China claims Taiwan as its own territory with no right to state-to-state ties, a position Taiwan strongly disputes. Worldwide, a dozen countries maintain formal diplomatic ties with Taipei.
In a statement on Thursday, Marshall Islands said its ties with Taiwan were “rock solid”, and in the region’s best interest.
“The Republic of the Marshall Islands values the strong relationship with Republic of China (Taiwan) as an indispensable partner in promotion of democratic principles,” a statement on its official Facebook page said.
“In parallel, we wholeheartedly respect the sovereignty of all countries and will continue to foster open and friendly dialogue with other nations for the sake of peace and stability for all,” it added.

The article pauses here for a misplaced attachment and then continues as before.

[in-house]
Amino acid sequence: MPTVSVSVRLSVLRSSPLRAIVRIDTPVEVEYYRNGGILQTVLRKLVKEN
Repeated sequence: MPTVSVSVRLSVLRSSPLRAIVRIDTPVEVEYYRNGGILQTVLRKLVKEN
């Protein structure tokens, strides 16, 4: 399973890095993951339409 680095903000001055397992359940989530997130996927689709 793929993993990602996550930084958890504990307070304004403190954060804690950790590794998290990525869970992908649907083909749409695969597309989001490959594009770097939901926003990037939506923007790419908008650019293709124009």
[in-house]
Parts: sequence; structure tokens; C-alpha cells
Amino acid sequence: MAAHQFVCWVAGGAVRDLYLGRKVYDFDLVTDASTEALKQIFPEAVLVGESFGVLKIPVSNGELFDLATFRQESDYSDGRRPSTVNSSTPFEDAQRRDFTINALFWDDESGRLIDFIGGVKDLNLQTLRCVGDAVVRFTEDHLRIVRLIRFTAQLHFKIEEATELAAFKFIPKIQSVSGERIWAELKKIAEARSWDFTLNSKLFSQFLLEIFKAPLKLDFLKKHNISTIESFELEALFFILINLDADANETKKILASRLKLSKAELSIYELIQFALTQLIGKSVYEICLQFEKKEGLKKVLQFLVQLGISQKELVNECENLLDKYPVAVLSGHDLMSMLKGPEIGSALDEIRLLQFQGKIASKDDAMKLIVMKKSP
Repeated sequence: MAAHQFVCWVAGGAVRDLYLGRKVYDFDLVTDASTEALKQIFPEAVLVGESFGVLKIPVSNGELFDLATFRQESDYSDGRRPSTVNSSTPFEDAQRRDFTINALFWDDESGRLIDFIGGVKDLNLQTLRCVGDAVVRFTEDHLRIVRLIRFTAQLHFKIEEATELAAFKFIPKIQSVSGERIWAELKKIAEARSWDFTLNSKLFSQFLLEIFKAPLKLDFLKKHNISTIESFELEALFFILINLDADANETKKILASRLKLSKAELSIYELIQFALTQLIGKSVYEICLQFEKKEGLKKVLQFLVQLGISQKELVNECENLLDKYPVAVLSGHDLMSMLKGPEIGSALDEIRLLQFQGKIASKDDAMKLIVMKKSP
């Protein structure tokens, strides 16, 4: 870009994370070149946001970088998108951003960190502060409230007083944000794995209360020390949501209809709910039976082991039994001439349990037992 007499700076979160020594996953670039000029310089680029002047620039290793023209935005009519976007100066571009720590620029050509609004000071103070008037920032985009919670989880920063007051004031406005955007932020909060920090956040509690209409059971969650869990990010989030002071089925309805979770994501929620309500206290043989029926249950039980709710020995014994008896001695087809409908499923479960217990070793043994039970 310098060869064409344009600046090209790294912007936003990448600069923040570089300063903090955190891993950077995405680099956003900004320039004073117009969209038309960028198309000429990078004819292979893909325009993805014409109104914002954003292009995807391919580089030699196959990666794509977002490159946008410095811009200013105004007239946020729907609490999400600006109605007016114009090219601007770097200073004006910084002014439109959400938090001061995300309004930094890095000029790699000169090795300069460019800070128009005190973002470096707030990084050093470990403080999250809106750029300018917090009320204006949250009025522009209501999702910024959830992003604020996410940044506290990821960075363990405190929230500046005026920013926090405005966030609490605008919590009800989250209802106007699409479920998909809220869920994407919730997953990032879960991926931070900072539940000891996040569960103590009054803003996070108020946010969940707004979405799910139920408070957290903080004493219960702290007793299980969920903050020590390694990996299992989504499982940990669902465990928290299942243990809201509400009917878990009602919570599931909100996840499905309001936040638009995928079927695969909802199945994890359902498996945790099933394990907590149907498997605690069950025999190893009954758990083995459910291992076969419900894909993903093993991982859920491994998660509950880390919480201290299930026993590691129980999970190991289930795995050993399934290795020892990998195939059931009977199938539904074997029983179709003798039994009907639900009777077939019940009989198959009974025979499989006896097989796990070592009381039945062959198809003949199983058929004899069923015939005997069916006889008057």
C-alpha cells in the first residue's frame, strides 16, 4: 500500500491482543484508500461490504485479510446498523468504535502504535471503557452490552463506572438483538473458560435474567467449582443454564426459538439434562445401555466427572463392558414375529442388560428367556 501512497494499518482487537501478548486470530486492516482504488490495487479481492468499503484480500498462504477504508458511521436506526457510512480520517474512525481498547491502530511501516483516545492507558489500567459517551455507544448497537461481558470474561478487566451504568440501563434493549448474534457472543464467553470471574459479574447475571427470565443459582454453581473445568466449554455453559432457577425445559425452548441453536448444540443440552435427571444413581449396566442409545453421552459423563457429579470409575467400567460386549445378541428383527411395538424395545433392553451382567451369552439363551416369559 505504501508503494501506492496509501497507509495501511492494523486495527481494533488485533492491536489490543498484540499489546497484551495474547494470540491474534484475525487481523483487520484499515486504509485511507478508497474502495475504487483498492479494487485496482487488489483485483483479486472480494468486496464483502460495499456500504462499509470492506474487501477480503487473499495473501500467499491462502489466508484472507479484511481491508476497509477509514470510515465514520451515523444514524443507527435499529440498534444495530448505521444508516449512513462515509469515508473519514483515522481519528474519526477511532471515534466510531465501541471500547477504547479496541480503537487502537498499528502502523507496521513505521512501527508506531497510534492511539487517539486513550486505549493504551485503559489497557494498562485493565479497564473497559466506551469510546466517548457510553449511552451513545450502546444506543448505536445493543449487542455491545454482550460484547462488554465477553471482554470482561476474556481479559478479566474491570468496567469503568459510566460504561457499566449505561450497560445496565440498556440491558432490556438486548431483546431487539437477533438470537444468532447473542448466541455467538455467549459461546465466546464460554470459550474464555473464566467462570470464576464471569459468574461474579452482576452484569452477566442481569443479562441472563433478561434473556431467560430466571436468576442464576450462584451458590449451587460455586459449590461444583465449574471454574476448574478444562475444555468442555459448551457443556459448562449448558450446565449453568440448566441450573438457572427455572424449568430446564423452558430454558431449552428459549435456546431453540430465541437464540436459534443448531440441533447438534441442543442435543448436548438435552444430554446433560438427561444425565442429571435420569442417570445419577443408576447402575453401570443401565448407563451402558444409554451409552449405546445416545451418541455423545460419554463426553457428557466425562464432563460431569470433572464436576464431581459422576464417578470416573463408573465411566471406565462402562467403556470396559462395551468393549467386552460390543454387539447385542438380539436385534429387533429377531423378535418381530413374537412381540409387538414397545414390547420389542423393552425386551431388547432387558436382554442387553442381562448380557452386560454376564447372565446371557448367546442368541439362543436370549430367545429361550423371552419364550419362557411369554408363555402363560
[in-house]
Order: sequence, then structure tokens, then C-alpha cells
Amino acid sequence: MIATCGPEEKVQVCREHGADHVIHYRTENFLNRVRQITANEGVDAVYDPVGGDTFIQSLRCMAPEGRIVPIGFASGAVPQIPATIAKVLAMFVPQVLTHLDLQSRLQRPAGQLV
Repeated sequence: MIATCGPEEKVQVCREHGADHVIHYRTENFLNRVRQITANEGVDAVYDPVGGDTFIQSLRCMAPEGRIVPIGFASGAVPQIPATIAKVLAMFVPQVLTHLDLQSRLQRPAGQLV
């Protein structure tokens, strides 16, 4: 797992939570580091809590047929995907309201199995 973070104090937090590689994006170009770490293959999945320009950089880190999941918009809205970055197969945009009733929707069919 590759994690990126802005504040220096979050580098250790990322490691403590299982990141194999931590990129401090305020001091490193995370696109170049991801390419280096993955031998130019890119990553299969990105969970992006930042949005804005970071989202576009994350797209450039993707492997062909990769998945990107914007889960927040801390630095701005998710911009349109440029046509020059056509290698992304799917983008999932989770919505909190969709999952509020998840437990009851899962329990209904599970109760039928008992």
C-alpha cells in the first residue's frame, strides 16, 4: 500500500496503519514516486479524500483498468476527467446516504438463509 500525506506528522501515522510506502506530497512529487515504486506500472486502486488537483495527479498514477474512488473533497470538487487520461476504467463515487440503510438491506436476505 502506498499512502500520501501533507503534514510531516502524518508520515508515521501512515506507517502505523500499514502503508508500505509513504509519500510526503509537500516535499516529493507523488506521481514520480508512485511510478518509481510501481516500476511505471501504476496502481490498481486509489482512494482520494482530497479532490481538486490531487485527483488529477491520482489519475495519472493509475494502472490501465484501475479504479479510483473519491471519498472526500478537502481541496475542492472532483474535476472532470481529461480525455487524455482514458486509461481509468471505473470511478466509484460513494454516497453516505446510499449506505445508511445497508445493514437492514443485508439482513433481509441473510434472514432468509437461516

Taiwan’s foreign ministry said on Wednesday that Deputy Minister of Foreign Affairs Tien Chung-kwang will attend the inauguration of Marshall Islands President Hilda Heine next Monday as a special envoy of President Tsai Ing-wen.
Taiwan also said that Tuvalu Prime Minister Kausea Natano had reaffirmed his country’s ties with Taiwan in a message to its embassy in Funafuti.
Tuvalu’s government, in a caretaker period ahead of a national election on Jan 26, congratulated Taiwan’s new President-elect William Lai Ching-te on its Facebook page.
Palau wrote on Facebook that it stands with Taiwan, which it called a “good friend”, adding that nations were free to choose whom they can build diplomatic ties with “without coercion”.
Palau’s President Surangel Whipps had written to Lai, saying his nation wanted to “further strengthen our already rock solid alliance at the soonest opportunity”, Whipps office said.